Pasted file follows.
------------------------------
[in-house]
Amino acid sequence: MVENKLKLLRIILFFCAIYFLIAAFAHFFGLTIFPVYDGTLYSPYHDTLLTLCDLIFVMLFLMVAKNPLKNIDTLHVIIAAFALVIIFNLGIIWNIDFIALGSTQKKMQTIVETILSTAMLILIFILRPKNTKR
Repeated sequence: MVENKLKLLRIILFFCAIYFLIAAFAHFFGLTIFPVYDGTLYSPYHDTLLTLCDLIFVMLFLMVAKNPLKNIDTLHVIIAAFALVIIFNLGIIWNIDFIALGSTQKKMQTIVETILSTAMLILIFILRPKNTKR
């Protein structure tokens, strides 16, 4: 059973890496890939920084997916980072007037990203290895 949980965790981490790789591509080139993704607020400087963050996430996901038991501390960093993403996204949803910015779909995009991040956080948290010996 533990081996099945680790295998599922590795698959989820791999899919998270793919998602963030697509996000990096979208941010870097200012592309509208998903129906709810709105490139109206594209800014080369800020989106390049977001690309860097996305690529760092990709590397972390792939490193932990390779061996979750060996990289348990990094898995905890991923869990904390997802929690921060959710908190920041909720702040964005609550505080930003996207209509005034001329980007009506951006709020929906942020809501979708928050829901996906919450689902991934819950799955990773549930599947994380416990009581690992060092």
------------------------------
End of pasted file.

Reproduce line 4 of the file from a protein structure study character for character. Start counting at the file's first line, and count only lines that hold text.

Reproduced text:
């Protein structure tokens, strides 16, 4: 059973890496890939920084997916980072007037990203290895 949980965790981490790789591509080139993704607020400087963050996430996901038991501390960093993403996204949803910015779909995009991040956080948290010996 533990081996099945680790295998599922590795698959989820791999899919998270793919998602963030697509996000990096979208941010870097200012592309509208998903129906709810709105490139109206594209800014080369800020989106390049977001690309860097996305690529760092990709590397972390792939490193932990390779061996979750060996990289348990990094898995905890991923869990904390997802929690921060959710908190920041909720702040964005609550505080930003996207209509005034001329980007009506951006709020929906942020809501979708928050829901996906919450689902991934819950799955990773549930599947994380416990009581690992060092």